High, low, Up, Down

Building strength as postures blend rejuvenates the entire body. The vigorous work from high plank through the chaturanga sequence is often repeated in every asana countless times. The four limbs supporting the body are the hands and feet while the movement integrates the upper and lower body.

To remain stable 2 rotations need to be active;

1.  the shoulder blades remain wide across the back and drawing down.

2.  the hip bones and pelvis revolve back drawing the abdomen upward lengthening the lower back arch and tail bone toward the heels.

Where ever the body comes in contact with the mat this is your foundation and the pose builds from there. In high plank the hands and feet are your foundation as well as a steady gaze at your finger tips. Line up the hands with the shoulders and this stacks the bones of the arms distributing weight equally. Press through the feet drawing the heels back aligns the ball of the foot with the ankle. This is your strong foundation and the work begins from here.

Here are two examples of high plank giving you a visual of a strong foundation and one that needs slight adjustment.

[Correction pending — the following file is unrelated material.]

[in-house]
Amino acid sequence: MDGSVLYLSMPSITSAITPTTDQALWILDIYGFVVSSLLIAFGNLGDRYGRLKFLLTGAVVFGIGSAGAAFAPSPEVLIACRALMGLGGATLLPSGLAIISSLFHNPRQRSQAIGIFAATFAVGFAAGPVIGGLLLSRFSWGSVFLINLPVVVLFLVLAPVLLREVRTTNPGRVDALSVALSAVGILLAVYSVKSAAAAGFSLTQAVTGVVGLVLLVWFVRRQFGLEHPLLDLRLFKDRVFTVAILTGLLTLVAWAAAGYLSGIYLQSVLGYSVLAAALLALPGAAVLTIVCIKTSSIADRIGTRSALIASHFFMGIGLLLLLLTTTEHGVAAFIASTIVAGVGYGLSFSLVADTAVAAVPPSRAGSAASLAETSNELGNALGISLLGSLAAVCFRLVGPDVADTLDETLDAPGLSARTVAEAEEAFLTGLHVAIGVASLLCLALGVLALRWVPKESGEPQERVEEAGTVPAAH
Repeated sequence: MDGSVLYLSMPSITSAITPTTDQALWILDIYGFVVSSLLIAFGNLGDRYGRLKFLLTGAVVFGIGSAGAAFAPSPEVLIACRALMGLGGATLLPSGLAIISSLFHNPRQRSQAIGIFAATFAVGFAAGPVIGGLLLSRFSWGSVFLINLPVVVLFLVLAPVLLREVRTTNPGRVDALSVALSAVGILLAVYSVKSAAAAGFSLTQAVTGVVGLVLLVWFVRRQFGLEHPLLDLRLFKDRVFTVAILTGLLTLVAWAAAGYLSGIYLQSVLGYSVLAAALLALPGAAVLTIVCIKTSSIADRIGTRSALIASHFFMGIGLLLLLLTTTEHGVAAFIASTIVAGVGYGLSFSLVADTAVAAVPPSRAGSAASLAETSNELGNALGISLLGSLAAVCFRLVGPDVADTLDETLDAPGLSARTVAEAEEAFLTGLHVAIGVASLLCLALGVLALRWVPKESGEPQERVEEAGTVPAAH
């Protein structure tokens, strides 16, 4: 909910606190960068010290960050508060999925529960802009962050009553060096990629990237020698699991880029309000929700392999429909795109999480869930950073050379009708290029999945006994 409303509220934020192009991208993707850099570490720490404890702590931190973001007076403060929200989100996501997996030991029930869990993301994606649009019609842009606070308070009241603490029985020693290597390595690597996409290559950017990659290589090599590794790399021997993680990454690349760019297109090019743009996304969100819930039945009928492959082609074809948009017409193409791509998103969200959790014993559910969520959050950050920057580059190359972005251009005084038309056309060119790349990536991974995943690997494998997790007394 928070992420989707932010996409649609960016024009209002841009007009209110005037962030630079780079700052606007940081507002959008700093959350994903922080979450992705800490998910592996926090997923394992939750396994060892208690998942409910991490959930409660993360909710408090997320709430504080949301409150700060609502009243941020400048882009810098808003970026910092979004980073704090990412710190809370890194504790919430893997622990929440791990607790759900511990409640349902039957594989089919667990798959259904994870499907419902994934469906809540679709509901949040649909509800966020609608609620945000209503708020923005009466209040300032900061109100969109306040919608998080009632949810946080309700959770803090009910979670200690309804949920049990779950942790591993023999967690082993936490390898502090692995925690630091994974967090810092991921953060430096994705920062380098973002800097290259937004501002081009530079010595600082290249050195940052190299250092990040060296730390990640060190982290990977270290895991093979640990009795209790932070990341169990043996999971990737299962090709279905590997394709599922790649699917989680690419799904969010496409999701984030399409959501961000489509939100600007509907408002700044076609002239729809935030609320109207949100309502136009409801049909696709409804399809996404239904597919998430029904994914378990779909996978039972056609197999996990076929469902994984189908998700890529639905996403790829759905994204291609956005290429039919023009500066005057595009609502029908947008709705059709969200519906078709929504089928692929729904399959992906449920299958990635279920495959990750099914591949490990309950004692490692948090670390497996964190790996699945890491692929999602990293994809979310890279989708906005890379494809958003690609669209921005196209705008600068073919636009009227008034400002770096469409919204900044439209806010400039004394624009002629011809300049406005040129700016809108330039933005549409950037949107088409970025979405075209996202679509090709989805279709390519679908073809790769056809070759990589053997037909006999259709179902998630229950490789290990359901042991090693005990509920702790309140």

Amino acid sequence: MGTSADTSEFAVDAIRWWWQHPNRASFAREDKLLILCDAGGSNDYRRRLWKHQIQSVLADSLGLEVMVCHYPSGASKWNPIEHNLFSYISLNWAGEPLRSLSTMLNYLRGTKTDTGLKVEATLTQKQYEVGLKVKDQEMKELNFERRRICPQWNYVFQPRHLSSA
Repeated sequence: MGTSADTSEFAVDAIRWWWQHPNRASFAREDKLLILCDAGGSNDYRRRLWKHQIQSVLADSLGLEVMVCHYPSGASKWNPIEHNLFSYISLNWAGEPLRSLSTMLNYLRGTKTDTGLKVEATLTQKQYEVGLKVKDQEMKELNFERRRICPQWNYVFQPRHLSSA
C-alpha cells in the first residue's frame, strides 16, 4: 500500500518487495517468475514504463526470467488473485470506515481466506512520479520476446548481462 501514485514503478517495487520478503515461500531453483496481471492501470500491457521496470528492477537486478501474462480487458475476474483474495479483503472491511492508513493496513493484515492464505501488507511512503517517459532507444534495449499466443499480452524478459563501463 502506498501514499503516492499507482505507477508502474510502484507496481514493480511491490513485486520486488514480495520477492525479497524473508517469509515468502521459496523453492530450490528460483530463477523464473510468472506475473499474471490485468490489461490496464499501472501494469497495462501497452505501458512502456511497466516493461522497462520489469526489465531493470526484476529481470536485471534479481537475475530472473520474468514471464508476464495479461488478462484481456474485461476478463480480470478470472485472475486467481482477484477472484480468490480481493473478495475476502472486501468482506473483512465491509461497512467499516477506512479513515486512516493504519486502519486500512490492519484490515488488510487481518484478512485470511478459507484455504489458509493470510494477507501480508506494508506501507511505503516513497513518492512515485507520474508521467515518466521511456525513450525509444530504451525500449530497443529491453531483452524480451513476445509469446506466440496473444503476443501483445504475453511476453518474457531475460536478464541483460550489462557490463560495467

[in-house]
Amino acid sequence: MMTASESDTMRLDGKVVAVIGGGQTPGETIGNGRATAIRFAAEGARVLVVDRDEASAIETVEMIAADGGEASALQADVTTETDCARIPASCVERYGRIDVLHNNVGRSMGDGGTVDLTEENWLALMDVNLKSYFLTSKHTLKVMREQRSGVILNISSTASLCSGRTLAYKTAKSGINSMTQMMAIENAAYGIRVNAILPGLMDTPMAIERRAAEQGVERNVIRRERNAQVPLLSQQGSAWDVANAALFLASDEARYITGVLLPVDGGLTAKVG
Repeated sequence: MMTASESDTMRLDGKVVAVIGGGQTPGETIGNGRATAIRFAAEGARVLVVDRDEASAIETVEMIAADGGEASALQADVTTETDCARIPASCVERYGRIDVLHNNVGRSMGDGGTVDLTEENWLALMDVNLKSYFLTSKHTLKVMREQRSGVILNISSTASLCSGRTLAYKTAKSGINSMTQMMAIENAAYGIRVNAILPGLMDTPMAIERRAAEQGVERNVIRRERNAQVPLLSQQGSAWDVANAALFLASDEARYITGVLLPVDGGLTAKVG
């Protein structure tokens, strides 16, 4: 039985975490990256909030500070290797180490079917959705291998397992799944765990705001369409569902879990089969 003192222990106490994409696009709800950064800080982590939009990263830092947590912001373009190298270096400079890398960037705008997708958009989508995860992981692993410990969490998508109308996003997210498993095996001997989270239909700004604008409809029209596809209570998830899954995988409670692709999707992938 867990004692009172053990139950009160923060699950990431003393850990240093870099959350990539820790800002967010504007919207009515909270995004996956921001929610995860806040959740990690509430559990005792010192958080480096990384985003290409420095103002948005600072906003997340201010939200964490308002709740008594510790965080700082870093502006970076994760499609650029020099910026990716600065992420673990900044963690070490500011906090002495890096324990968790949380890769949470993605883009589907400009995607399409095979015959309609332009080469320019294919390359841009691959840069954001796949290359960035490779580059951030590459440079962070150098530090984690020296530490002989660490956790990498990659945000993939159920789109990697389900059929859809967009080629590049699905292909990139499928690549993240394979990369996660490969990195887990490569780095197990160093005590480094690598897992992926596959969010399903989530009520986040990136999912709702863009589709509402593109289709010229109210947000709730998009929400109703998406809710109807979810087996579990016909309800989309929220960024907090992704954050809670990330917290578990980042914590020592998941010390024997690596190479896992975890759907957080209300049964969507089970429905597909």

Integrating the upper and lower torso to keep the weight from collapsing into the low back when the sequence is in motion requires an understanding of internal locks or “bandhas”. If you can feel your breath move up and down the torso you can find the internal locks. Simplified explanation; the inhalation widens the low ribs side to side and front to back, the exhalation draws the back of the ribs and front of the ribs toward each other narrowing toward the waist (this is a lock). The same is true of the chest cavity the inhalation increases the volume and size of the chest, exhalation releases the breast bone and brings the upper spine toward the sternum (this is a lock).

I like to refer to this as staying close to the breath, always feeling the movement of the bones inside the body. Once you have established your foundation and found the locks internally you will breath easier and struggle less.

I like to introduce the idea of rocking forward and backward in high plank before running through the chaturanga sequence. This enables breath to movement, works on strengthening the upper body and internal locks while maintaining correct alignment.

From these photos you can see how the eyes and where your focus is can challenge the alignment of the pose. If your focus is out in front of your hands the spine remains long and weight is evenly distributed, if the focus is down the upper back rounds, the shoulders become compromised and the weight is unevenly distributed.